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Finance Minister Muhammad Aurangzeb announced Pakistan’s federal budget 2024-25, targeting a modest 3.6% growth for the coming fiscal year, as Islamabad looked to appease the International Monetary Fund (IMF) and balance its burgeoning books with higher taxation.

The salaried group came out frustrated, while capital markets rejoiced at ‘status quo’. It was the real estate and IT sectors that were left disappointed. Government employees were offered raises, while pensions also increased.

Minimum wage was enhanced to Rs37,000, and some proposals discussed privatisation and the energy sector.

Inflation, which has proved to be a headache for Pakistan’s policymakers in recent years, was projected at 12% for the coming fiscal year.

The budget was announced with a total outlay of Rs18.9 trillion (up 30% compared to the budgeted outlay of FY24), and gross revenue receipts are expected at Rs17.8 trillion. The Federal Board of Revenue (FBR) taxes are envisaged at Rs12.97 trillion, an amount nearly 38% higher than the outgoing fiscal year.

Business Recorder reported the budget speech live underneath.

Updates


GST on tier-1 textile retail sector enhanced from 15% to 18%, says Aurangzeb.


Capital markets

CGT on non-filers to go as high as 45%, while on filers of income tax returns, it will stay at 15%, says Aurangzeb.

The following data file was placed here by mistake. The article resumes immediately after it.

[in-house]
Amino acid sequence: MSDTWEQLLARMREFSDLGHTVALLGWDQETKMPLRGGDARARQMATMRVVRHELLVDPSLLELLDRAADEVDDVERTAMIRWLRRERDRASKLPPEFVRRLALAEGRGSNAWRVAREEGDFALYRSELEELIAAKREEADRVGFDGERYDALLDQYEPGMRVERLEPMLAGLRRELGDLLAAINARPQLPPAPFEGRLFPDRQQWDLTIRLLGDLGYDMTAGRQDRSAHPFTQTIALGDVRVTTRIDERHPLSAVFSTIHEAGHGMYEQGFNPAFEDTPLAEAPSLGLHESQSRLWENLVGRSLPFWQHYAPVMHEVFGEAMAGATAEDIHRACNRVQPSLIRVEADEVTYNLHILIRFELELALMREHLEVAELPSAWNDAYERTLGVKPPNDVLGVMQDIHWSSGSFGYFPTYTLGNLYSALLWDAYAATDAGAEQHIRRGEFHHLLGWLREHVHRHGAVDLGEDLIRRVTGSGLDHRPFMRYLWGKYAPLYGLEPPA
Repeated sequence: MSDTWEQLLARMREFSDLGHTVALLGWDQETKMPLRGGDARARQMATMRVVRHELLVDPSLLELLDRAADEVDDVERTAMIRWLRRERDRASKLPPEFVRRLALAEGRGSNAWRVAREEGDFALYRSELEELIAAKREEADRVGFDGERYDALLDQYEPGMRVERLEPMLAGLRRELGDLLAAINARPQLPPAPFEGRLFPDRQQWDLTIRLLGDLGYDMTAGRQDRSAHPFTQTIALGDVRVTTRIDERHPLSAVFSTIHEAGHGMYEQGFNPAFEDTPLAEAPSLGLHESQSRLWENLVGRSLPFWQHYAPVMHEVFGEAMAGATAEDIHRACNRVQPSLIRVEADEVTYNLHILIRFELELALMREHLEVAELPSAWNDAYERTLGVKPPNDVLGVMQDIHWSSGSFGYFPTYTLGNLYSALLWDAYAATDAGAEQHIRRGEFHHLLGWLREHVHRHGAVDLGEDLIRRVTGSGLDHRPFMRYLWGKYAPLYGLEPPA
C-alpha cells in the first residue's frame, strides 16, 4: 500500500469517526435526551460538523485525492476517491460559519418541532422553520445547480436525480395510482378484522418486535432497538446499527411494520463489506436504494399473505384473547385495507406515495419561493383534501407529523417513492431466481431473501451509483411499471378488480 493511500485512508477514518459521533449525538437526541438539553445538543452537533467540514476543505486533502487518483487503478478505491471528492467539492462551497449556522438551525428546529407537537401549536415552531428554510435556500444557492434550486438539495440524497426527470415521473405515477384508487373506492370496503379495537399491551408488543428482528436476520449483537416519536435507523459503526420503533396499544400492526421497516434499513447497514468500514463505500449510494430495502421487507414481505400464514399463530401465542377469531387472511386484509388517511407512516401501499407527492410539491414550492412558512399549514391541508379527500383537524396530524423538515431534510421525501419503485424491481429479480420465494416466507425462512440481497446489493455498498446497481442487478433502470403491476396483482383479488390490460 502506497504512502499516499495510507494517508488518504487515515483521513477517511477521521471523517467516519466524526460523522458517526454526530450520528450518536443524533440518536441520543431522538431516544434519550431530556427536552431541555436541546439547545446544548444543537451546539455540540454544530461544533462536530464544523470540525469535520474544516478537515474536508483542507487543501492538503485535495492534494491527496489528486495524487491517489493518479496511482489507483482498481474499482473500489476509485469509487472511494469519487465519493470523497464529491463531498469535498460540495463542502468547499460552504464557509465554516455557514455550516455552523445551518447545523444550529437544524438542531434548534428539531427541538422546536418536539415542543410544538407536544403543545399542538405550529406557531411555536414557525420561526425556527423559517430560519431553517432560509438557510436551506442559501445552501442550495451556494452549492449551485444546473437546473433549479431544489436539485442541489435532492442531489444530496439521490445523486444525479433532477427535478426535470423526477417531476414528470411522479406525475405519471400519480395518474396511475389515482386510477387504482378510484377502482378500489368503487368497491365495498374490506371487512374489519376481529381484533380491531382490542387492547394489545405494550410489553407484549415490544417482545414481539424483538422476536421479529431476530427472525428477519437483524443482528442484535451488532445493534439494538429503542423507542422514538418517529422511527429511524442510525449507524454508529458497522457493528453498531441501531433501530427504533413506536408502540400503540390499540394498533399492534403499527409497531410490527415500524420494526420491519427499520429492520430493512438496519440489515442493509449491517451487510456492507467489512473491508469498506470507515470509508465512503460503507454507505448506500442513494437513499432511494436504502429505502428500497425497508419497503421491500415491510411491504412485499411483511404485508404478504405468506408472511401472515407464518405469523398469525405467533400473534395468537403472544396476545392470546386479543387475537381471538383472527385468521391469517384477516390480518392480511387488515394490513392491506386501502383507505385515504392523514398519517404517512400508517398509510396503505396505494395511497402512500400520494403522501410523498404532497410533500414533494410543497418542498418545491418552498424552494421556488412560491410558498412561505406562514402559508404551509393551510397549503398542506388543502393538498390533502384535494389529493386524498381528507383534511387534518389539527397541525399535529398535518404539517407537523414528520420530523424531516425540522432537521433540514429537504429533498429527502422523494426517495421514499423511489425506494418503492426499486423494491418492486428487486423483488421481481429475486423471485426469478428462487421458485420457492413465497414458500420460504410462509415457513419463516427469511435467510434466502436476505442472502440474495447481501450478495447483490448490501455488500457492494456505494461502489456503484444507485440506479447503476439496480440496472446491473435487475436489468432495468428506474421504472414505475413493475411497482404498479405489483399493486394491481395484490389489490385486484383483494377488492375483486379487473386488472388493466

Slabs for salaried group will change, says Aurangzeb.

“For non-salaried individuals, income tax can go as high as 45%.”

The government intends to maintain income tax exemption up to Rs0.6 million.

While Aurangzeb did not share the slabs during his speech, calculations done later by various bodies tax suggest much higher taxation on all income levels.


Rs12.97 trillion is FBR’s target, which is 38% higher than the outgoing fiscal year, says Aurangzeb.


“Rs1.5 trillion for PSDP, which is 101% higher than the previous year.”

GDP

Defence expenditure

Education

PSDP

Health




“Rs4 billion allocation made for ‘e-bikes’ and another Rs2 billion for energy-saving fans that promote energy conservation,” says Aurangzeb.


Rs86.9 billion allocated to promote remittances in Pakistan, says Aurangzeb.


Rs79 billion allocated for IT sector, says Aurangzeb.


An IT park in Karachi. Allocation of Rs8 billion made for it, says finance minister.



Aurangzeb highlights focus on these areas for energy sector:

Reduce transmission and distribution losses

9 DISCOs privatisation

Reduce theft

Promote solar, energy, and wind

Rs253 billion allocated for energy sector


BISP programme allocation has been increased by over 27%, says Aurangzeb.


“We have prepared a three-pronged strategy to reduce pension burden, and discussions on this has started,” says Aurangzeb.


“The government should not be doing business. We are starting a comprehensive programme to privatise state-owned enterprises,” says Aurangzeb.


“Pension reforms on the cards. I will mention them later in the speech,” says Aurangzeb.


Aurangzeb proposes what he calls a ‘National Fiscal Pact’ with all provinces


Pakistan engaging with IMF on a bigger programme, says Aurangzeb.


Aurangzeb begins budget announcement.

“This is a great honor for me to present the budget for fiscal year 2024-25,” says Aurangzeb.